DfE figures reveal massive variation in children's social work caseloads

By Neil Puffett

| 16 February 2017

Average social work caseloads vary by in excess of 20 cases in different parts of England, new statistics published for the first time today show.

The DfE has calculated the national average caseload for children's social workers to be 16.1 cases each. Picture: Tom Campbell

Annual workforce statistics produced by the Department for Education have for the first time included detail on average children's social work caseloads in each of the 152 local authorities.

While the average for England has been calculated at 16.1 cases per social worker, there is a wide variation across local authority areas.

The council with the lowest average caseloads is Lambeth at 7.6, but some have caseloads in excess of 30.

In total there are 11 councils with average caseloads of 25 or higher - Blackburn (25), St Helens (26.3), Hull (26.4), Stoke (27.8), Hertfordshire (28), Luton (28.7), Peterborough (30.9), Southend (30.4), Hampshire (28.3), Surrey (26.6), and Bristol (25.1).

Conversely, there are 15 councils where average caseloads are less than 12 - Rochdale (10.7), North East Lincolnshire (11.7), North Lincolnshire (10.3), Nottinghamshire (11.3), Rutland (7.7), Shropshire (8.4), Solihull (9), City of London (8.8), Islington (10.3), Lambeth (7.6), Tower Hamlets (11.7), Wandsworth (10.4), Medway (11.7), Portsmouth (9.3), and Reading (11.8).

The average caseloads have been calculated by dividing the number of cases held by children and family social workers (including agency workers) as of 30 September 2016, by the total number of social workers.

Nationally, there were 326,770 cases at the time the figures were collected, held by 20,330 social workers, giving an average of 16.1 cases per social worker.

However, the average caseload for "frontline" social workers is slightly higher. According to the DfE publication there were a total of 16,940 frontline social workers who were holding 284,130 cases - an average of 16.8 cases each.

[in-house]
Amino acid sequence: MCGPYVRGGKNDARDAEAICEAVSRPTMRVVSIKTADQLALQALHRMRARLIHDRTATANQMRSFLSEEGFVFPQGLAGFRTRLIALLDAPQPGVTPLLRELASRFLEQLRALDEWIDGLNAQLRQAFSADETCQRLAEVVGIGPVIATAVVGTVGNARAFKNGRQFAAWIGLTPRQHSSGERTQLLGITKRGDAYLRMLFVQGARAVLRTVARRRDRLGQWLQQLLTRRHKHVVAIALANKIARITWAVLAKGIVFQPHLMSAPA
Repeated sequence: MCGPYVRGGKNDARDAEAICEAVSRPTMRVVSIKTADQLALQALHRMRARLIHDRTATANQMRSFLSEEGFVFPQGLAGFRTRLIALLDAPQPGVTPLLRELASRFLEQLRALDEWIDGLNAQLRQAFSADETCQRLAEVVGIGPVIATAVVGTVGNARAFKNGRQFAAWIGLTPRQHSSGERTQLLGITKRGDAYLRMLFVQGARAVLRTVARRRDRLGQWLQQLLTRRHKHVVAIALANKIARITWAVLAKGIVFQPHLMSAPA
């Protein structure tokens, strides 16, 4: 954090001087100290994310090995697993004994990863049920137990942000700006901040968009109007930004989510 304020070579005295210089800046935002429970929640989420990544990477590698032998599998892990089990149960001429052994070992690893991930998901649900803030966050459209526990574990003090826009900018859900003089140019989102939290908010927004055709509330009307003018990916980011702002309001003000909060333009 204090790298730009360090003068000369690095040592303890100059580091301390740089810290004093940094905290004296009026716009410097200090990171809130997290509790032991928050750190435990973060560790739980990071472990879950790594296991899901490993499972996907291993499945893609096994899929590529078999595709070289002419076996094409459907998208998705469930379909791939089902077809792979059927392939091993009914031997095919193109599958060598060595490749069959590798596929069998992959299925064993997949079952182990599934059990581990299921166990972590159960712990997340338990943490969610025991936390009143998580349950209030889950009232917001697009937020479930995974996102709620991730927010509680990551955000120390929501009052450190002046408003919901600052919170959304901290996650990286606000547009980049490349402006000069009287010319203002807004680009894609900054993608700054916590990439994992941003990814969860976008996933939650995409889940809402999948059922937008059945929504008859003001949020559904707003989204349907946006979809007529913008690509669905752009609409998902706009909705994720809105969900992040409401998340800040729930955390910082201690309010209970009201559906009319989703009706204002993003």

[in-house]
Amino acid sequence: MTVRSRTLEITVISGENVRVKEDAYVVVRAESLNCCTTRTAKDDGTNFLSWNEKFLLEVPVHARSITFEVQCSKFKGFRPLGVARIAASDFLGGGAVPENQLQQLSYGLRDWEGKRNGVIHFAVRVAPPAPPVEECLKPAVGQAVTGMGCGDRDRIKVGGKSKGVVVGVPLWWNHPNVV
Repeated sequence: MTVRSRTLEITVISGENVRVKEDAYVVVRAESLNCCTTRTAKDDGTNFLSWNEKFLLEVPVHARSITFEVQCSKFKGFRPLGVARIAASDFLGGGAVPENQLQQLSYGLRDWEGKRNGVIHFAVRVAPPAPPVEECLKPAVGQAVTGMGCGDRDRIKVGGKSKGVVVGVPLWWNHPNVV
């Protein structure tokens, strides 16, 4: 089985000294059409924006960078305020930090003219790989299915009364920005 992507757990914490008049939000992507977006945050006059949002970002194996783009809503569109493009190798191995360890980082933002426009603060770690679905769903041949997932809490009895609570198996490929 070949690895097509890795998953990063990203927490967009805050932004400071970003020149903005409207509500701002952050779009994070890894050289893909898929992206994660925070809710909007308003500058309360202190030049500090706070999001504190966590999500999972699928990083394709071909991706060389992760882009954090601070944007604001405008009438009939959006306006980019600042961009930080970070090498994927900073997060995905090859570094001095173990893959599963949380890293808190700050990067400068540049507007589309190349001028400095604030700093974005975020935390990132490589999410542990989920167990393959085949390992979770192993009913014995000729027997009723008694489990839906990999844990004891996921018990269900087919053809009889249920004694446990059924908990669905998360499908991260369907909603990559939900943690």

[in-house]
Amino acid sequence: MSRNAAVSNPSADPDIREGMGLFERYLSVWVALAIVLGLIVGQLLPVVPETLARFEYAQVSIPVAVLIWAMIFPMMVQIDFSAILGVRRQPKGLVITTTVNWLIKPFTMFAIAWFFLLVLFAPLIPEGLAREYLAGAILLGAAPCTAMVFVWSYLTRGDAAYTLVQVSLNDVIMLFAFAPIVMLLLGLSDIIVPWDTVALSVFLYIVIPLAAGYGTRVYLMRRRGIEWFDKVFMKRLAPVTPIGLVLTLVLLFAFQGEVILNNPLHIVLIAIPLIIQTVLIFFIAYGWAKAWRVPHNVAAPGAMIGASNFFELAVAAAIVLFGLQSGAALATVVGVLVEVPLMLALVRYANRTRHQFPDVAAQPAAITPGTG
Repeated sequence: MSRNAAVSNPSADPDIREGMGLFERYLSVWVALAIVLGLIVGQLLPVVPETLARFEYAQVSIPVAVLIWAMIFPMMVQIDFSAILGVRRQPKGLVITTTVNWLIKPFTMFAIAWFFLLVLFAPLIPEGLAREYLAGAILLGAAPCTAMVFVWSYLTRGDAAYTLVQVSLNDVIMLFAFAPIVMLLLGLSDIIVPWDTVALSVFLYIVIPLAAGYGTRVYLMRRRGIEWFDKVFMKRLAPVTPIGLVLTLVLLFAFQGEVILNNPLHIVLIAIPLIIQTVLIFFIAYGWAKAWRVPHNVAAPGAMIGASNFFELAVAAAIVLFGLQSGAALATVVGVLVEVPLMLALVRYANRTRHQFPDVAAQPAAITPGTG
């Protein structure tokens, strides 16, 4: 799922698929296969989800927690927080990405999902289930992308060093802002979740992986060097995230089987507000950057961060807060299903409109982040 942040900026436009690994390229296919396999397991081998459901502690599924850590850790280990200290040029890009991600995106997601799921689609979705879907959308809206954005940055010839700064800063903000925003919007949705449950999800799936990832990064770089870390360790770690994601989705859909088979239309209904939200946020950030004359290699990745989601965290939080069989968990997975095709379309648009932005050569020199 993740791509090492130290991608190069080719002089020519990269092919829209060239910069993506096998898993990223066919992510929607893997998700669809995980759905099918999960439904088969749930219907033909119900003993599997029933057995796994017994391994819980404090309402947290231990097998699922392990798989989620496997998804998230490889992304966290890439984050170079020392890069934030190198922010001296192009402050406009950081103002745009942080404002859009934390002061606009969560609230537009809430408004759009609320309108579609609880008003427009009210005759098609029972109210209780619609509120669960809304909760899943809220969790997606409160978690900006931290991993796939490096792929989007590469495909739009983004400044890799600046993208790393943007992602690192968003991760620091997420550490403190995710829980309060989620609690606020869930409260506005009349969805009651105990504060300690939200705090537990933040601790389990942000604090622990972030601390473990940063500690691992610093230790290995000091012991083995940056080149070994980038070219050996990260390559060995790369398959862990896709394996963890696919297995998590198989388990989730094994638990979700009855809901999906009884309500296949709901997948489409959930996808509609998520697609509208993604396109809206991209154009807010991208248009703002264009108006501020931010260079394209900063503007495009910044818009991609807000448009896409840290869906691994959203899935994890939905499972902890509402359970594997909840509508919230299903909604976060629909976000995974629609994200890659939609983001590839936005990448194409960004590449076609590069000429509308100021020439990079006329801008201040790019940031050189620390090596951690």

Non-frontline social workers, of which there were 3,390, held a total of 42,640 cases - an average of 12.6 cases each.

It is the first time the DfE has published caseload data and it has warned that they should be viewed with caution.

"This is only an indicative caseload as the variables used to calculate this will not capture all caseholding social workers," the release states. 

The national figures also show that the overall number of social workers rose slightly - by 4.7 per cent - from 28,570 to 29,330.

Meanwhile, although the total number of vacancies rose slightly from 5,470 in September 2015, to 5,540 in September 2016, the increase in the overall size of the workforce meant the vacancy rate dropped slightly from 17 per cent in 2015 to 16.7 per cent in 2016.

The DfE has said it is keen to use the statistics it collects in order to spot when standards in child protection are slipping.

Appearing before the public accounts committee in November, the DfE's top civil servant Jonathan Slater said there are early signs of links between agency rates, turnover, and Ofsted inspections.

The DfE data reveals that there are 18 councils where more than a third of the workforce is made up of agency staff.

*The DfE documents listed the Isle of Wight as having caseloads of 51.3. The DfE has told CYP Now that this figure is incorrect due to an error with the data supplied. 

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